Ethics of Brain–Computer Interfaces for Enhancement Purposes

  • Fiachra O’Brolcháin
  • Bert Gordijn
Reference work entry


This chapter outlines two key ethical issues associated with the possible development of brain-computer interfaces (BCIs) for enhancement purposes. Following a brief introduction to brain-computer interfaces, a scenario in which their use for enhancement purposes becomes commonplace is sketched. General ethical issues associated with the widespread adoption of brain-computer interfaces for enhancement are then introduced. The concept of privacy is presented and various issues surrounding this concept are discussed. BCIs are likely to create new challenges in relation to informational privacy and psychological privacy. These challenges are explored, particularly in relation to liberty, autonomy, personal identity, psychological well-being, and safety. It is recommended that the privacy of future BCI users is protected. Following this, the related concept of autonomy is introduced, and various issues surrounding this concept are examined. The manner in which BCIs are likely to impact autonomy is explored, with a particular focus on freedom, brain hacking, and the transfer of autonomy. Due to the moral significance of autonomy, it is recommended that restrictions are placed on the development and availability of certain types of BCIs.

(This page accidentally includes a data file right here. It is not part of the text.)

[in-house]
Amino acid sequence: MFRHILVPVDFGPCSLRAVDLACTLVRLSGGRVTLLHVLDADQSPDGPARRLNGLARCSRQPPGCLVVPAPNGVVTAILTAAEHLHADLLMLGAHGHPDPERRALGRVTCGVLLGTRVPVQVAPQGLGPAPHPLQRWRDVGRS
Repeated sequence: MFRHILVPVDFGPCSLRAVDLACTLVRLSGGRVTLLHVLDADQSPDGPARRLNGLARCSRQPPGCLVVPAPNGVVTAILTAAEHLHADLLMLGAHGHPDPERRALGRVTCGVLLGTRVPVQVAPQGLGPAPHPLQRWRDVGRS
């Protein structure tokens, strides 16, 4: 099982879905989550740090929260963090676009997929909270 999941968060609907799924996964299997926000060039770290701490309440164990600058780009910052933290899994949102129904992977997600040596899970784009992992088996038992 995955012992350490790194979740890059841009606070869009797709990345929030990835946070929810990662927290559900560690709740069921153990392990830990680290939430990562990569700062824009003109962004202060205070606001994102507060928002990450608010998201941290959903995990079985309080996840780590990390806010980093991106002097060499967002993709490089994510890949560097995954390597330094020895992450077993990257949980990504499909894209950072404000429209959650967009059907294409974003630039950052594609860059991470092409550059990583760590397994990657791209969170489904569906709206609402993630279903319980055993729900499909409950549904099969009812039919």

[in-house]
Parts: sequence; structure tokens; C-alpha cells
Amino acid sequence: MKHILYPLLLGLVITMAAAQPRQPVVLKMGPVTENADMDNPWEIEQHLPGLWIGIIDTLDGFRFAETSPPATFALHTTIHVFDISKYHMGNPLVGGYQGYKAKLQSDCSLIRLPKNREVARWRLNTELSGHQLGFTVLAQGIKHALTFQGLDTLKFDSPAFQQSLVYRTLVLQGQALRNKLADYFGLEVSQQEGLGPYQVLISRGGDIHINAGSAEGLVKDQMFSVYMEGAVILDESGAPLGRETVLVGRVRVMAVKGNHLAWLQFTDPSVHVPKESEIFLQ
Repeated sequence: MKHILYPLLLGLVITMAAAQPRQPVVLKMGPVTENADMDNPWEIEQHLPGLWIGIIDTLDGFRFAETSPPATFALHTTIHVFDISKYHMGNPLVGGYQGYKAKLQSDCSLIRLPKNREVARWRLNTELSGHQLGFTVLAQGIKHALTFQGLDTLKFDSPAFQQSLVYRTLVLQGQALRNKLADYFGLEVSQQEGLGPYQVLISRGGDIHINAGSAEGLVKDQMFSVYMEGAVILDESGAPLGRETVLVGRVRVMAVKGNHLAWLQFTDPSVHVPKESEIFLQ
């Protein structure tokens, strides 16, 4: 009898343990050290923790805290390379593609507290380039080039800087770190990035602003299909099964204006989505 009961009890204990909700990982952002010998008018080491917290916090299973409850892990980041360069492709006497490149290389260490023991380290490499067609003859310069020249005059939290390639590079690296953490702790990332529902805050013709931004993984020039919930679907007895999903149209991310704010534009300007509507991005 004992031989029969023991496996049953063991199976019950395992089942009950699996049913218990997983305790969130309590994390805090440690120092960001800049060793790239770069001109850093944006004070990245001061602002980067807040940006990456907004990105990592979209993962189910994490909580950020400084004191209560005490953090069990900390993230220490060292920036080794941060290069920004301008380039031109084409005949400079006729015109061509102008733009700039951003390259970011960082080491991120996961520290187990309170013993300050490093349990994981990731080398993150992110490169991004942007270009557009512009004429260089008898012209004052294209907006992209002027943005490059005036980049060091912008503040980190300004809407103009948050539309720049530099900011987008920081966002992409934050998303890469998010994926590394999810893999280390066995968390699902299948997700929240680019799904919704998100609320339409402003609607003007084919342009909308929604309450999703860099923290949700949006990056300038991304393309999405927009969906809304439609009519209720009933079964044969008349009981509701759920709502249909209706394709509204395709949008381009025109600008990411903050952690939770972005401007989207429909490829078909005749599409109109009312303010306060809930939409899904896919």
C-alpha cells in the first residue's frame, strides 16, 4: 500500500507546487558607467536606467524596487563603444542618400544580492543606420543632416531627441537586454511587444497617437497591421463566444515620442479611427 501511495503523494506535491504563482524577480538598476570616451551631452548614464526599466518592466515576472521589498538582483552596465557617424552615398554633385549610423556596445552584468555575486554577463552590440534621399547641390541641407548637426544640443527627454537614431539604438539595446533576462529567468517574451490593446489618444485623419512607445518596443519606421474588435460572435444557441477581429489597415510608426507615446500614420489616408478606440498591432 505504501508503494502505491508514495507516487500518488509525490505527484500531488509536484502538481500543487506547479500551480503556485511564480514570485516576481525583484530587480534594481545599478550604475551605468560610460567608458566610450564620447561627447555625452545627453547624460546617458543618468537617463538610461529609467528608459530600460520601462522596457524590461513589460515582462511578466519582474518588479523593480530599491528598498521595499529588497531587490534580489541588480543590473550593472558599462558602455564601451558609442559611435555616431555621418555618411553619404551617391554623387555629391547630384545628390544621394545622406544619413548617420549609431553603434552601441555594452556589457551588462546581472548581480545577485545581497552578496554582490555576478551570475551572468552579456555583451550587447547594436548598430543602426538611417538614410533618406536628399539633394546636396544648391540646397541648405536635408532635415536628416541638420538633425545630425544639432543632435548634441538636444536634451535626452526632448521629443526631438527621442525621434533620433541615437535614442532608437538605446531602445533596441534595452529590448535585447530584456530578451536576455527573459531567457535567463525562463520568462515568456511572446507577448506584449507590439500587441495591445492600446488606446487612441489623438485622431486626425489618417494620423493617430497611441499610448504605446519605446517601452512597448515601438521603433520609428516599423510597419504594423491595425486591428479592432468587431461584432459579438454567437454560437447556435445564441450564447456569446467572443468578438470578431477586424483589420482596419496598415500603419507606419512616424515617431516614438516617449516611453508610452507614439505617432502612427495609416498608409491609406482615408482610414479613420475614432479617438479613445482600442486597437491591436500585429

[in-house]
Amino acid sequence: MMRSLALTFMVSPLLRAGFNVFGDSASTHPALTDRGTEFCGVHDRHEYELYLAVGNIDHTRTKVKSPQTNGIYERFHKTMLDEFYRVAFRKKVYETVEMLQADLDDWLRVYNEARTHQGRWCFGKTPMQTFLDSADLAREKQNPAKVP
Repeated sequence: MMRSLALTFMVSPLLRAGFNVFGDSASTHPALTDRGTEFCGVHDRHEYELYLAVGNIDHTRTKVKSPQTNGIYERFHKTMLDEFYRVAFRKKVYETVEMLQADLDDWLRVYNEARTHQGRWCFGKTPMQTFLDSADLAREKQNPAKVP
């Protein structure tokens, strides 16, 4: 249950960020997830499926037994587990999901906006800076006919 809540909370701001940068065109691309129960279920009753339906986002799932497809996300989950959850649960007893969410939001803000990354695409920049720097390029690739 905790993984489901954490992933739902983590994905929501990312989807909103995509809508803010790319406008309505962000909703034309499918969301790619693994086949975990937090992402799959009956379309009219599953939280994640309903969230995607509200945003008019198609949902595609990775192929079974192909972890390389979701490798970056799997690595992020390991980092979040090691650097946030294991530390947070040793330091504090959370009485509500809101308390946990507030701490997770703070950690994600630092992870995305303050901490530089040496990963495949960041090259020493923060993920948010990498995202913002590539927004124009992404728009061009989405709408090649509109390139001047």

Virtual Reality Brain Activity Brain State Informational Privacy Privacy Norm 
These keywords were added by machine and not by the authors. This process is experimental and the keywords may be updated as the learning algorithm improves.


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Copyright information

© Springer Science+Business Media Dordrecht 2015

Authors and Affiliations

  1. 1.Institute of EthicsDublin City UniversityDublinIreland

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